It’s always good to see new API security testing tools; this looks like a good one to add to the inventory.

Guide: Using Keycloak for RBAC in microservices

Next up is an article of interest primarily for Java developers wanting to integrate Single Sign-On into their applications. Keyclock joined the Cloud Native Computing Foundation in April 2023 as an incubator project and is a favorite as a cloud-native SSO server focusing on role-based access control (RBAC) across various complex landscapes from on-premises to full cloud-native cloud environments.

The article describes using the Keycloak server to implement an OpenID Connect authorization code flow using the Quarkus Java framework, which has its own OIDC connector. The tutorial shows the mechanics of setting up an application and getting it working with Keycloak for OIDC, and then gets on to the interesting topic of how to add RBAC security to REST APIs.

Keycloak seems to be an increasingly popular choice for SSO solutions, and this article shows how easily it can be integrated into an API.

Article: Exploiting APIs with prototype pollution

Next up is a real mind-bender of an article from Dana Epp on the topic of prototype pollution on Node.js, and how this can be exploited to create remote code execution (RCE) attacks. I’d recommend that the reader invest the time to work through the article as it’s definitely worth the effort; it took me a few reads before I understood what was possible.

Prototype pollution is a particular issue affecting JavaScript and results when a user can modify the prototype (a construct that allows JavaScript to manage inheritance) of an object. Essentially, if an attacker can modify the prototype of an object, they can change the underlying data object to something of their choosing. It’s not exactly like this, but it’s a fair approximation.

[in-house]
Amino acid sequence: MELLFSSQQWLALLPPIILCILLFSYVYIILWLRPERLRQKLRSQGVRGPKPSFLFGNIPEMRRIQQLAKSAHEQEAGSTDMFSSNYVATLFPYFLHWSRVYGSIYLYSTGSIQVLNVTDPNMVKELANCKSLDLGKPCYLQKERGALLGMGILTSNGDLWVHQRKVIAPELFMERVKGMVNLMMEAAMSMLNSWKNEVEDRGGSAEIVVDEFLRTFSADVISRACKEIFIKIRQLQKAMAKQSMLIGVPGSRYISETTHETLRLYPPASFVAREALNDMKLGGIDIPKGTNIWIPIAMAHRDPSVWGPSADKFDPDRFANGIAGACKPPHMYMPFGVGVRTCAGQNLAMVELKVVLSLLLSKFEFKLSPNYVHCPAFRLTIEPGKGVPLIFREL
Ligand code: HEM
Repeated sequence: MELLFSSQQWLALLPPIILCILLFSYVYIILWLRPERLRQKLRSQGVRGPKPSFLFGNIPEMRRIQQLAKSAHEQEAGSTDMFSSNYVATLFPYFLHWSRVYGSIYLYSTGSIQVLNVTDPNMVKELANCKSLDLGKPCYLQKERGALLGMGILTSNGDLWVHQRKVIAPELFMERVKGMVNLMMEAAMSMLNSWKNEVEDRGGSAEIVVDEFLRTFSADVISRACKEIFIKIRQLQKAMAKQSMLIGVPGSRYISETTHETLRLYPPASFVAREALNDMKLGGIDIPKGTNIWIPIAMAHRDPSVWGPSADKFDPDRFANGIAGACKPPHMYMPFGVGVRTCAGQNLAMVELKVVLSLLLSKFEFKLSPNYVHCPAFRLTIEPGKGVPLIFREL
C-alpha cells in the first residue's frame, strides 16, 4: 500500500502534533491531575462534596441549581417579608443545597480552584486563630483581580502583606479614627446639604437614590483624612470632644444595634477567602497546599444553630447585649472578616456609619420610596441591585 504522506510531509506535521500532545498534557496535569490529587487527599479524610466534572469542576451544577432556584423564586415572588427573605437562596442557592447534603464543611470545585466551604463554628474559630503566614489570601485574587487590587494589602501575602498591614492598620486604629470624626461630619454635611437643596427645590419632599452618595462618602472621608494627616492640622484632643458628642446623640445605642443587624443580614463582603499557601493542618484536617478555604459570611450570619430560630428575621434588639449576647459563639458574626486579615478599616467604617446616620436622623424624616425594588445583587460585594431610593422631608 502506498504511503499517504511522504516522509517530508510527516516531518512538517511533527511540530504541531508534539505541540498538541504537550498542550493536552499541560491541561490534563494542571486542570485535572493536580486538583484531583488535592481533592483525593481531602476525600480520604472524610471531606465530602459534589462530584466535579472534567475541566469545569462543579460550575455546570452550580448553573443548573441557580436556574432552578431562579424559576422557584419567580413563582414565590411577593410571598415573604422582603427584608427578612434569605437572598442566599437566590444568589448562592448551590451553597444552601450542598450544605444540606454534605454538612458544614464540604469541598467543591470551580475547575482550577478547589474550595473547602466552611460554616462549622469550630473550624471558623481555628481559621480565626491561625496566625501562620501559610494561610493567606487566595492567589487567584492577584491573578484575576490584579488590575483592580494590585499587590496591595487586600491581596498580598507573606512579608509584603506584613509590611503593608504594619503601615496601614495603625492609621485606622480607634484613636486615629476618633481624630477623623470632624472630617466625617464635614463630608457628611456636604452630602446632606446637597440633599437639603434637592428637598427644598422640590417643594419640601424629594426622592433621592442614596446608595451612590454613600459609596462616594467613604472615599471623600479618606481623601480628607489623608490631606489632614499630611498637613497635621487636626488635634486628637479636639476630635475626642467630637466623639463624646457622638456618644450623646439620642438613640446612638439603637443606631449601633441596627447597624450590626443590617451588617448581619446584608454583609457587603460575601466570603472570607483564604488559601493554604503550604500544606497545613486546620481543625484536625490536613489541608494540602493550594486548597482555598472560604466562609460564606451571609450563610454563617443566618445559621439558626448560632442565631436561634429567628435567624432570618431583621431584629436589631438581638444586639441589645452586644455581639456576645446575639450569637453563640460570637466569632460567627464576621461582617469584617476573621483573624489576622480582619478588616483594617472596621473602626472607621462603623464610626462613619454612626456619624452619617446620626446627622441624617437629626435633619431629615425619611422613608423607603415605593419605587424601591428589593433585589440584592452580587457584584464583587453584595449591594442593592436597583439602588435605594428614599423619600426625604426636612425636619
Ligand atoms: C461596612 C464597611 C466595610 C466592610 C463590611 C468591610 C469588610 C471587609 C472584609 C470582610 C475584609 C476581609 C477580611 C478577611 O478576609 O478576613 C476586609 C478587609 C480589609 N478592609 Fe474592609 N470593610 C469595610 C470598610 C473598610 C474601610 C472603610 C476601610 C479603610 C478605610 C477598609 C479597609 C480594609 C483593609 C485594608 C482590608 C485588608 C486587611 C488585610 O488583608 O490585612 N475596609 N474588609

Dana describes how to test Node.js servers running the Express framework for susceptibility to a server-side prototype pollution attack (if you want to learn more, then Port Swigger have you covered). He then describes how to inject a dangerous payload (a script to open a reverse shell) and then inject that into an object’s prototype to get a reverse shell.

I’ve not had the time to try this myself, but I am quite fascinated by the mechanics of a prototype pollution attack (and why such a mechanism would exist at all ?) and will work through this and the PortSwigger labs in due course.


Guide: Using AI for API testing in Postman

The final article this week comes from Dana Epp again and covers the recent testing he did with the new Postbot features within Postman. Tl;dr: he found it to be a really useful tool in writing API test code in Postman. My own tests concluded that it’s likely to be quicker than I am.

API developers are used to using Postman to perform basic acceptance testing of their APIs while they’re coding them, but many are unaware of the powerful test automation features incorporated in Postman via the integrated scripting engine. Using this feature, creating custom scripts and checking the API responses for custom conditions and response codes is easy.

Recently, Postman got the AI buzz and added the ability to generate test scripts courtesy of an AI prompt familiar with the scripting framework. Simply describe your test requirement to the prompt (“check if the response contains a field called ‘CVV'”), and it does a pretty good job of writing the test code, certainly quicker than it would take me to read the manual.

Dana takes it to the next level with some of the scenarios he gave to Postman, such as:

“write a test that loops through an array of common command injection payloads and inserts them into the "query" parameter of this request. For each item in the array send one request URL encoded, and one that is not.”

Postbot really did a surprisingly good job of writing a test for this – as Dana concludes: “I’ll be damned. Postbot is a thing.”

API World Event, Santa Clara – Complimentary Tickets

Join 42Crunch this month at API World, Santa Clara, Oct 24-26 where 42Crunch will be revealing some new platform capabilities and running several workshops. Booth#115-117.

We have a limited number of free passes, so if you would like to attend please follow this link to register for your free OPEN Pass.

Isabelle Mauny, Field CTO & Co-Founder at 42Crunch will be talking on the following topics:

  • API Workshop: Common API Security Pitfalls
  • Why so many API Security Solutions have failed to Deliver
  • How to Protect your APIs from the new OWASP API Top 10 Security Risks